Subject: I have found a DVD that I think you would enjoy
Actors: Honor Blackman, Susan George, Ian Bannen, John Gregson, George Cole
Director: Peter Collinson
Genres: Indie & Art House, Horror, Mystery & Suspense
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Has some creepy moments in the beginning
William | Australia | 10/18/2004
(3 out of 5 stars)
"FRIGHT is a British film that probably scared viewers back in 1971, but standards have changed and viewers expect more. FRIGHT is about a young lady (Susan George) who is babysitting for a mother and her boyfriend while they are out for dinner. Problem is, the mother's ex husband has escaped from an asylum and has arrived to seek revenge on whoever is in the house. His motif is not explained, safe to assume it is because he is a fruit loop.
What I liked about FRIGHT is that there are some genuine creepy scenes in the beginning. For example when Susan George is in the kitchen and there is someone out in the courtyard, but she doesn't know this. Allyou want is for her to lock that door, and eventually she does. There are a couple more creepy scenes to follow.
However, after that the film slowly went downhill. The bad plot (or lack of) didn't help matters, nor did the dragging of the film.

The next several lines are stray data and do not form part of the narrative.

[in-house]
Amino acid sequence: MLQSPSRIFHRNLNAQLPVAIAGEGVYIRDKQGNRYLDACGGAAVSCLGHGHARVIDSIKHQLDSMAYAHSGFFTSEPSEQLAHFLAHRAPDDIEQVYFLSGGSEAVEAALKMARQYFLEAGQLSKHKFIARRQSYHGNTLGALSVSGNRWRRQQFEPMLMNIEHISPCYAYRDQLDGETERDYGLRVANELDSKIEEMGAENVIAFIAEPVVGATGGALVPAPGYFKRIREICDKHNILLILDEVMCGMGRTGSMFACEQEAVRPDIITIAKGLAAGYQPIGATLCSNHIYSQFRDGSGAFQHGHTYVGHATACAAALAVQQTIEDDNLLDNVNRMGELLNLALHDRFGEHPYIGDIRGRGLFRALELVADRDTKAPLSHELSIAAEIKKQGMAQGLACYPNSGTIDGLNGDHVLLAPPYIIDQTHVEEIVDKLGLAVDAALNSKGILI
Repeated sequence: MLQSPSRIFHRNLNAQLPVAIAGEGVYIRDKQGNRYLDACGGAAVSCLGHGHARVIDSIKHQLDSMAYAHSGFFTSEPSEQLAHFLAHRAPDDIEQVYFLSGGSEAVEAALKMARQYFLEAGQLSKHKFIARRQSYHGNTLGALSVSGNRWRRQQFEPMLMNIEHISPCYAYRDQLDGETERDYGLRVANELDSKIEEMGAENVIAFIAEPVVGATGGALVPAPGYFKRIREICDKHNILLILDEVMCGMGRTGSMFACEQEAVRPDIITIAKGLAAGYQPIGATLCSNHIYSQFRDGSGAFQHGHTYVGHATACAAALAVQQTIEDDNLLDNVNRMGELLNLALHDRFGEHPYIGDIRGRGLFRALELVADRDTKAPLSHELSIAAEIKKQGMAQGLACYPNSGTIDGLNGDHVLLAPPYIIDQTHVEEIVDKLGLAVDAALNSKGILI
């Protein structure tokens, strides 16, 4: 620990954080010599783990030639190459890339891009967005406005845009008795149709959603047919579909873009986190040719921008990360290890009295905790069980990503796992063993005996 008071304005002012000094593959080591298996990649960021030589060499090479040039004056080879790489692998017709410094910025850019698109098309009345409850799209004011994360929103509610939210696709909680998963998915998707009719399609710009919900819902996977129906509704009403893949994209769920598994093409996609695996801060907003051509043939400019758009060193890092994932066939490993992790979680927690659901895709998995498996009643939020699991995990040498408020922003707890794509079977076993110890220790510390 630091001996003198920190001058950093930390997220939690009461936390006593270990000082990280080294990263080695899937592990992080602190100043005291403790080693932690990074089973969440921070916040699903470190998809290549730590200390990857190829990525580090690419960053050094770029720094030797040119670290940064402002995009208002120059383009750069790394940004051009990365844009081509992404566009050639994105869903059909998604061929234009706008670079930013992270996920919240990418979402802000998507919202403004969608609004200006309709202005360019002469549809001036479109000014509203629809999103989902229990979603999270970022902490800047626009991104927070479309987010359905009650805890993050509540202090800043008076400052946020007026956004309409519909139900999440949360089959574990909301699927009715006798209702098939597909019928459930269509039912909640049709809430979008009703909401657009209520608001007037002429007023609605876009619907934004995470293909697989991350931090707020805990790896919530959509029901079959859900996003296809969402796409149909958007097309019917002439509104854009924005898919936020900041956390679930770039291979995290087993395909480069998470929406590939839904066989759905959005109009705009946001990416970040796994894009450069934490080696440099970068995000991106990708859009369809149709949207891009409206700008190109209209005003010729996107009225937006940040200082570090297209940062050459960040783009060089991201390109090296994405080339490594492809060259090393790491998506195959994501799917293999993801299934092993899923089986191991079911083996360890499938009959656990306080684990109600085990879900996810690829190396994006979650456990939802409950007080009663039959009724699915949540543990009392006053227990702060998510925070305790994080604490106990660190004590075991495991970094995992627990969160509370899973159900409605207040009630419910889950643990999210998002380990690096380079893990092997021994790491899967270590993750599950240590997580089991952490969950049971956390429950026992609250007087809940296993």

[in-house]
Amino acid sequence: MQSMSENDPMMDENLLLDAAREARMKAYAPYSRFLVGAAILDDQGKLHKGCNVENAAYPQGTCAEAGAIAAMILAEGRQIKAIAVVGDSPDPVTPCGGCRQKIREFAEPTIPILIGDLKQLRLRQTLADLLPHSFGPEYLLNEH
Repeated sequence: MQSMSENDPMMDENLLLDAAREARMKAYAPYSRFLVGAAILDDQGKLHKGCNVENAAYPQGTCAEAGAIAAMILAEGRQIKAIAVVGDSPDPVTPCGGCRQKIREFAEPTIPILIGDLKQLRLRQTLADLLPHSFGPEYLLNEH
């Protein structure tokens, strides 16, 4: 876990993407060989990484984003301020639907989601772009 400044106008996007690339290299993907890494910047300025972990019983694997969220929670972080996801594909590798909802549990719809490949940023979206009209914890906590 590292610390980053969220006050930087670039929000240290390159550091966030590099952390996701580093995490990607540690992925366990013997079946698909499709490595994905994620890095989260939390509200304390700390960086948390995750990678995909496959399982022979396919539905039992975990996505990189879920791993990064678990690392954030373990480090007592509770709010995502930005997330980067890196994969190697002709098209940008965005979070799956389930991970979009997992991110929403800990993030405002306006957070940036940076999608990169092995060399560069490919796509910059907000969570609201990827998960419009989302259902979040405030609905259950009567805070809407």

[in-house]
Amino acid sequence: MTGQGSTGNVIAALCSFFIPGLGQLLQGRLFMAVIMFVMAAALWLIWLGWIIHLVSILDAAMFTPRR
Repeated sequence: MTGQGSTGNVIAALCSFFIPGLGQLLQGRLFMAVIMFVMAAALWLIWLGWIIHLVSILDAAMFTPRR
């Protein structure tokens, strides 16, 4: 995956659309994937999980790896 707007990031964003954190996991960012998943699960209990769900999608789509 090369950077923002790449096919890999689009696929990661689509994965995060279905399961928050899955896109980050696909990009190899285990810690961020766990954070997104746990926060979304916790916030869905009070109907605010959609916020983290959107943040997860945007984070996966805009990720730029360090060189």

I think it is still worth seeing just to see a British attempt at horror/thriller. If anything, you will get a good laugh or two over the acting of the maniac. Fortunately, Susan George was wonderful in her role, very convincing ... so this also deserves credit.
Give it a whirl one Friday night when its cold outside!
All the boys want Susan George...even the homicidal ones...
cookieman108 | Inside the jar... | 10/30/2004
(3 out of 5 stars)
"`In the genre of "virginal babysitter vs. homicidal manic" films, Fright (1971) truly stands alone.' That's what it says on the back of the DVD case...after seeing the film, I find the veracity of that statement to be genuinely false. The film does not stand alone, or even out, among the myriad of other films within the genre, ultimately blending inconspicuously into the pack. Based on a story written by Tudor Gates, whom had two of his other stories translated to film the same year in Lust for a Vampire and Twins of Evil, Fright was directed by Peter Collinson, who previously directed The Italian Job (1969). The film stars two obvious victims of the British dental system in Susan George (Straw Dogs) and Ian Bannen (Flight of the Phoenix). Also appearing are Honor Blackman (Goldfinger), George Cole (The Vampire Lovers), John Gregson (The Lavender Hill Mob), and Dennis Waterman (Scars of Dracula).